Subscribe iStudy

Best of Cadiz

By Matt Garfield

Posted: 23rd April 2013 15:29

On the southern Atlantic coast, Cadiz is sometimes overlooked as a destination for travellers to Spain.  But the people of the city are amazingly warm and welcoming and in typical Andalusian style, they have a wicked sense of humour.  In fact, they are famed even in Andalusia as being a particularly witty bunch – no mean compliment.  And as we shall see, Cadiz has plenty to offer the traveller willing to go off the beaten track.

History and Geography

Cadiz is the most ancient city still standing in Western Europe.  According to legend, the city was founded just 80 years after the end of the Trojan wars - which dates it to 1104 BC.  Heracles (Hercules) is credited with its founding.  The original city was destroyed in 410 BC by marauding Visigoths as they overthrew the Roman Empire in Spain and very little of it remains today.  Successive Roman, medieval and Moorish layers have been added and today the majority of the older parts of the city date from the eighteenth and nineteenth centuries.

Tightly packed onto a small promontory of land jutting out into the Atlantic Ocean, the city is so compact that the sea is never far from view, making it difficult to get lost.  But in any case, the tourist office has helpfully painted a pink line on the floor to guide tourists around the main sights of the city.  Most bus routes run from the Plaza de la Hispanidad, with regular services to and from the rest of Spain.


The Old Town area is made up of narrow winding streets connecting large beautiful old plazas.  The prettiest of these, the Plaza de mina, also contains the Museum of Cadiz which is filled with treasures that span its 3000-year history.  The Cadiz Cathedral is one of the city’s most famous landmarks.  After the site’s original 13th Century Cathedral burned down in 1596, it took until 1892 for the rebuilding to be completed.  Such a lengthy construction period has led to the finished Cathedral representing an interesting higgledy-piggledy mixture of different architectural styles.

During a building project in 1980, not unusually, an older, medieval phase of construction was uncovered beneath the city’s foundations.  When these were cleared, structures were discovered that were obviously much older still.  When everything was fully excavated an ancient Roman Theatre had been unearthed, dating from the first century.  It is the second largest Roman theatre in the world and well worth a visit.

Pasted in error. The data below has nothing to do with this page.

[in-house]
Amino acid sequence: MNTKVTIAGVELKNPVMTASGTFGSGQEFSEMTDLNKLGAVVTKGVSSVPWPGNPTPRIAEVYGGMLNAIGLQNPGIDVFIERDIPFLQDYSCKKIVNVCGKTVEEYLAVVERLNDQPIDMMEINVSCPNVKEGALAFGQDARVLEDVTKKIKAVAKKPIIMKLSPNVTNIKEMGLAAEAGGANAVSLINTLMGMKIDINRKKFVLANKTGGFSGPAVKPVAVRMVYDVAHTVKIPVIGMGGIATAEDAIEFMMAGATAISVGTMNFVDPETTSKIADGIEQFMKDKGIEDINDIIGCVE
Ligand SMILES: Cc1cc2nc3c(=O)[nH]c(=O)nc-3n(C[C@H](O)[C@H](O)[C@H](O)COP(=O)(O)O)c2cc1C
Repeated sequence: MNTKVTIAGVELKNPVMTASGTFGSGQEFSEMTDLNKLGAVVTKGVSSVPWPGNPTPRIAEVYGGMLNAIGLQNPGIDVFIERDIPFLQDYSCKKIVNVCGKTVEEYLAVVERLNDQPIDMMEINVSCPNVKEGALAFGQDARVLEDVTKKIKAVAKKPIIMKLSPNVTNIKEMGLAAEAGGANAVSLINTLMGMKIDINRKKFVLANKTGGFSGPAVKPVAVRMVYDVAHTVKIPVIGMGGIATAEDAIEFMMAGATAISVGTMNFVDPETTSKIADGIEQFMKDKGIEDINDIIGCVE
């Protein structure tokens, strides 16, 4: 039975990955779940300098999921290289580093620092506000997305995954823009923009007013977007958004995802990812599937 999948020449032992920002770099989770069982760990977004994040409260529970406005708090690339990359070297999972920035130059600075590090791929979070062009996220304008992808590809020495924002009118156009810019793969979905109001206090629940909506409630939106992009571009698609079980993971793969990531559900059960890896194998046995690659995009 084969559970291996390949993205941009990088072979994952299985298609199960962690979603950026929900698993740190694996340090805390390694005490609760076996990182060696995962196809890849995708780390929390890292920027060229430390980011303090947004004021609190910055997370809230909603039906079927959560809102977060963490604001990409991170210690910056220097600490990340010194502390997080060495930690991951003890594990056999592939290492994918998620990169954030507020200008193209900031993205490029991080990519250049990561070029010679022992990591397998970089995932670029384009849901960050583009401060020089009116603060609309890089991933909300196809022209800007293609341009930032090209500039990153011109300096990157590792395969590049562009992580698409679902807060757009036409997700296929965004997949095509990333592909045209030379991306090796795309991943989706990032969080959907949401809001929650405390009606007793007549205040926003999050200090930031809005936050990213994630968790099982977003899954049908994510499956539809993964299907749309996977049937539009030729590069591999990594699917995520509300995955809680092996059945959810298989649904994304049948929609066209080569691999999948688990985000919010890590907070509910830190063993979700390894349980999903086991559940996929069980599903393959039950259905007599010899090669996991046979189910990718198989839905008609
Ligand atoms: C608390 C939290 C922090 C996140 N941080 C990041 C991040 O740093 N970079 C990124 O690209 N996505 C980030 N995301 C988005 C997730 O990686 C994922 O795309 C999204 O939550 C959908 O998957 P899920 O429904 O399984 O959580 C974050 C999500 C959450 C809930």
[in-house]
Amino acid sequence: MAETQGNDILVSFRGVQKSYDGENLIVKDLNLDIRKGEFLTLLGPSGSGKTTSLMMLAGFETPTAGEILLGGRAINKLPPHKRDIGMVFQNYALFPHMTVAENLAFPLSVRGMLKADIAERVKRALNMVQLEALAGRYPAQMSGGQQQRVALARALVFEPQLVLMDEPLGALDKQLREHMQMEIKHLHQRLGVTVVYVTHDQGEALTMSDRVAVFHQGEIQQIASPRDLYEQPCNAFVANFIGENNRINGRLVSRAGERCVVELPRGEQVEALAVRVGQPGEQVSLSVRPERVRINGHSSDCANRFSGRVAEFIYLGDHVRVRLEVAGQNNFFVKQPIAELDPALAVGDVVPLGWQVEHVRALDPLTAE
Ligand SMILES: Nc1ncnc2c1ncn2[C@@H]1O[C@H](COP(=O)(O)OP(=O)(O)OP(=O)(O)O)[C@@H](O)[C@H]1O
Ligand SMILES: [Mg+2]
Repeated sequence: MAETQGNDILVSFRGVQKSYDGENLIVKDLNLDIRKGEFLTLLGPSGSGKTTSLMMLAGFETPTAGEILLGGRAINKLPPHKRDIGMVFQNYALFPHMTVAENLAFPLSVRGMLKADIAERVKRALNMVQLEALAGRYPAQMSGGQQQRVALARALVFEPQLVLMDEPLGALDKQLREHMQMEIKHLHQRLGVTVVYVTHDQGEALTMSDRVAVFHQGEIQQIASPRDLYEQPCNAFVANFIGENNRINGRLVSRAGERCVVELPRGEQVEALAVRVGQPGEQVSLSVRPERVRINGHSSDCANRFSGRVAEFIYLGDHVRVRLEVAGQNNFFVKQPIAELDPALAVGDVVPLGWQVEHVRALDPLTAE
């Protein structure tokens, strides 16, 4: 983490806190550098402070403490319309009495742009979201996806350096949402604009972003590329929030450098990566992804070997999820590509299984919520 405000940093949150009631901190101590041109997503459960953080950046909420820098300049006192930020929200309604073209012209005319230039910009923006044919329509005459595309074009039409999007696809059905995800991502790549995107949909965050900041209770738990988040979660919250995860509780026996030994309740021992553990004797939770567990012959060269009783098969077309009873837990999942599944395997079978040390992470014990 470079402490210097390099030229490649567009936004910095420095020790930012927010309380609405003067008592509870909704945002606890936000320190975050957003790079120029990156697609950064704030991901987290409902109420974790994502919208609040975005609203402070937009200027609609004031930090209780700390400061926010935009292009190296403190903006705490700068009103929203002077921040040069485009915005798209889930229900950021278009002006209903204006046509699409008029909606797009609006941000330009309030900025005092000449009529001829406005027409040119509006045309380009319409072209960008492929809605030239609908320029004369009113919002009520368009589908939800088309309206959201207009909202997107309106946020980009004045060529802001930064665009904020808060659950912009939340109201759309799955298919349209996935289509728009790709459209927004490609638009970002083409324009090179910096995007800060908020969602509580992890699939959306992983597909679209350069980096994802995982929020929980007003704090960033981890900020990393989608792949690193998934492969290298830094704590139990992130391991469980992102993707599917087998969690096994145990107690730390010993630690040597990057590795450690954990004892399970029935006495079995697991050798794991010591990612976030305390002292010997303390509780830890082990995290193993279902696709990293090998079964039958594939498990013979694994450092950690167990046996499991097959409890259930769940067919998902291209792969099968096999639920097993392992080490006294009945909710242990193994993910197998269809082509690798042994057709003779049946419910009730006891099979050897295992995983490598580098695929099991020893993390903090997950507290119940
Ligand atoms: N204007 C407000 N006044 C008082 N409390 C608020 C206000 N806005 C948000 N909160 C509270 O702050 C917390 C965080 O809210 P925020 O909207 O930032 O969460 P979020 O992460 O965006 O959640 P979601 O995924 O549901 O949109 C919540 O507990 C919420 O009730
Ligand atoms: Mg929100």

Every February, the streets of Cadiz burst raucously into life during its Spring Carnival.  Two weeks of feasting, drinking, partying and incredible costumes engulf the whole of the city, helping to make it one the biggest and best fiestas in a country expert in the art of throwing a party.  Colourful street performances are to found everywhere while the Carnival is on and entertainment is 100% guaranteed.  Under no circumstances should you visit Cadiz at carnival time if a quiet, relaxing time is what you’re after.

Cadiz has plenty of nightlife to offer at any time of the year, whatever your idea of fun.  The fashionable Playa de la Victoria area is where the young and glamorous of Cadiz go to hang out.  The Yunque bar and nearby Barrabas are typical of bars in this area: Oozing glam and European style with a clientele of beautiful and impossibly nonchalant Mediterranean demi-gods.

Elsewhere, completely different but also very cool, the Nehu MusicCafé is an African-themed bar with a super-chilled atmosphere where resident DJs spin a mixture of hip-hop, reggae and chill-out vibes.  Cambalache is a Jazz and Blues bar with a cool, relaxed atmosphere that features live music on Thursday nights after 10pm.  Rock pub, the Woodstock Bar has a great selection of international bottled beers, while O’Connells is – unsurprisingly – an Irish pub with a very welcoming atmosphere and the usual selection of Guinness and Irish whiskeys.

Café Pontiente is one of several gay/mixed pubs in the city.  Its chiselled, topless waiters serve drinks with a smile to a house music soundtrack.  Drag shows on Thursdays are wild and popular.  Alternative and student crowds go clubbing at Medussa.  This nightclub is open until late and plays a variety of musical styles.  And Sala Anfiteatro is another big club that attracts large crowds and caters for night-owls, opening from 3-6 am. 

For a more cultured night out, Cadiz has plenty of traditional Spanish cafes and bars serving tapas and playing flamenco music.  Visiting Pena Flamenco la Perla is an incredible experience for anyone who’s never seen authentic Spanish flamenco before.  Live performances are given from 10pm every night.

Eating out in the city is an experience that really spoils you for choice.  As you’d expect from a port town, the sea food is excellent in Cadiz and fried fish in particular is a local speciality.  The area of Plaza Juan de Dios is a maze of tightly-packed alleyways crammed with great restaurants and bars serving delicious, fresh traditional seafood dishes at very reasonable prices.

Take a trip

If you’re making a trip around Spain, Cadiz may not feature in your plans.  But it is a city that is well-worth making a diversion for if you are in the region.  Friendly, lively and entertaining, it is a quintessentially Andalusian experience – particularly during the Carnival silly-season.  For all your accommodation needs, view the best hostel in Cadiz: Casa Caracol

Subscribe to our newsletter

Sign up here and get the latest news and updates delivered directly to your inbox

You can unsubscribe at any time